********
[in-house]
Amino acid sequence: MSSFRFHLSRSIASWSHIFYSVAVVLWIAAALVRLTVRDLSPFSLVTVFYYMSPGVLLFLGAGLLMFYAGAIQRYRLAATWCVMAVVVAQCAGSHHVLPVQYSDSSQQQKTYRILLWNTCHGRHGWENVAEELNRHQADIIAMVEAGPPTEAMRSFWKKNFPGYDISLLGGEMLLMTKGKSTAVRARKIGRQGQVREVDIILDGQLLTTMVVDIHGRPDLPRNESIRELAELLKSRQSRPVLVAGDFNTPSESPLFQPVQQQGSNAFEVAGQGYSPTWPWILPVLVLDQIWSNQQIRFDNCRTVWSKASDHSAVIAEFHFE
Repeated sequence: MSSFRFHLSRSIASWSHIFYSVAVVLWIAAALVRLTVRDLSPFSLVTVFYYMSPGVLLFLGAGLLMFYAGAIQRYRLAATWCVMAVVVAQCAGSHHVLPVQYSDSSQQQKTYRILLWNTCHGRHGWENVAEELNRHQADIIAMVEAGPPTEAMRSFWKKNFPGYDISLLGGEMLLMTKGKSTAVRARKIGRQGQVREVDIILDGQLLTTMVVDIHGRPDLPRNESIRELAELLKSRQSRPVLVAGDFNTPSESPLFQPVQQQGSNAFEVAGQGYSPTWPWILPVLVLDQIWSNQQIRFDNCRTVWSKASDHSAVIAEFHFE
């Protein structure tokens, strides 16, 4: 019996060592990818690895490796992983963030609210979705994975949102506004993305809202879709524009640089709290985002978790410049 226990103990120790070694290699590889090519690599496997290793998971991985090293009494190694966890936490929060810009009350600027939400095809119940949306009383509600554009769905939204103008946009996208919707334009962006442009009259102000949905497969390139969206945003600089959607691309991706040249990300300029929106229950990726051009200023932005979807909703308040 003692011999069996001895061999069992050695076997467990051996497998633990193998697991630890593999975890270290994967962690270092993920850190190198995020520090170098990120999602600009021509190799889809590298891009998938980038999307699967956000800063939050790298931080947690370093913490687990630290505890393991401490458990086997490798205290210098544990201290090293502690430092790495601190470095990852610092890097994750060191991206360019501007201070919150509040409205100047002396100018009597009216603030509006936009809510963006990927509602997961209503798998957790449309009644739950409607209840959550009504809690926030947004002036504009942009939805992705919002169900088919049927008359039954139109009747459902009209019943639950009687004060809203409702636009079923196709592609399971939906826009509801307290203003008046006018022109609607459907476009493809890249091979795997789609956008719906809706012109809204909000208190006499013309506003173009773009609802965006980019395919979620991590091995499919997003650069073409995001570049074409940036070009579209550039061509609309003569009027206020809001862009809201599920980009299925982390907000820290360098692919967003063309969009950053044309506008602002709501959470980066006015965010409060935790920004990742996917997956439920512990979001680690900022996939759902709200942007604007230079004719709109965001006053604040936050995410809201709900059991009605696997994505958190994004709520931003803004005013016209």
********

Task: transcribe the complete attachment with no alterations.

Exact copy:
[in-house]
Amino acid sequence: MSSFRFHLSRSIASWSHIFYSVAVVLWIAAALVRLTVRDLSPFSLVTVFYYMSPGVLLFLGAGLLMFYAGAIQRYRLAATWCVMAVVVAQCAGSHHVLPVQYSDSSQQQKTYRILLWNTCHGRHGWENVAEELNRHQADIIAMVEAGPPTEAMRSFWKKNFPGYDISLLGGEMLLMTKGKSTAVRARKIGRQGQVREVDIILDGQLLTTMVVDIHGRPDLPRNESIRELAELLKSRQSRPVLVAGDFNTPSESPLFQPVQQQGSNAFEVAGQGYSPTWPWILPVLVLDQIWSNQQIRFDNCRTVWSKASDHSAVIAEFHFE
Repeated sequence: MSSFRFHLSRSIASWSHIFYSVAVVLWIAAALVRLTVRDLSPFSLVTVFYYMSPGVLLFLGAGLLMFYAGAIQRYRLAATWCVMAVVVAQCAGSHHVLPVQYSDSSQQQKTYRILLWNTCHGRHGWENVAEELNRHQADIIAMVEAGPPTEAMRSFWKKNFPGYDISLLGGEMLLMTKGKSTAVRARKIGRQGQVREVDIILDGQLLTTMVVDIHGRPDLPRNESIRELAELLKSRQSRPVLVAGDFNTPSESPLFQPVQQQGSNAFEVAGQGYSPTWPWILPVLVLDQIWSNQQIRFDNCRTVWSKASDHSAVIAEFHFE
């Protein structure tokens, strides 16, 4: 019996060592990818690895490796992983963030609210979705994975949102506004993305809202879709524009640089709290985002978790410049 226990103990120790070694290699590889090519690599496997290793998971991985090293009494190694966890936490929060810009009350600027939400095809119940949306009383509600554009769905939204103008946009996208919707334009962006442009009259102000949905497969390139969206945003600089959607691309991706040249990300300029929106229950990726051009200023932005979807909703308040 003692011999069996001895061999069992050695076997467990051996497998633990193998697991630890593999975890270290994967962690270092993920850190190198995020520090170098990120999602600009021509190799889809590298891009998938980038999307699967956000800063939050790298931080947690370093913490687990630290505890393991401490458990086997490798205290210098544990201290090293502690430092790495601190470095990852610092890097994750060191991206360019501007201070919150509040409205100047002396100018009597009216603030509006936009809510963006990927509602997961209503798998957790449309009644739950409607209840959550009504809690926030947004002036504009942009939805992705919002169900088919049927008359039954139109009747459902009209019943639950009687004060809203409702636009079923196709592609399971939906826009509801307290203003008046006018022109609607459907476009493809890249091979795997789609956008719906809706012109809204909000208190006499013309506003173009773009609802965006980019395919979620991590091995499919997003650069073409995001570049074409940036070009579209550039061509609309003569009027206020809001862009809201599920980009299925982390907000820290360098692919967003063309969009950053044309506008602002709501959470980066006015965010409060935790920004990742996917997956439920512990979001680690900022996939759902709200942007604007230079004719709109965001006053604040936050995410809201709900059991009605696997994505958190994004709520931003803004005013016209």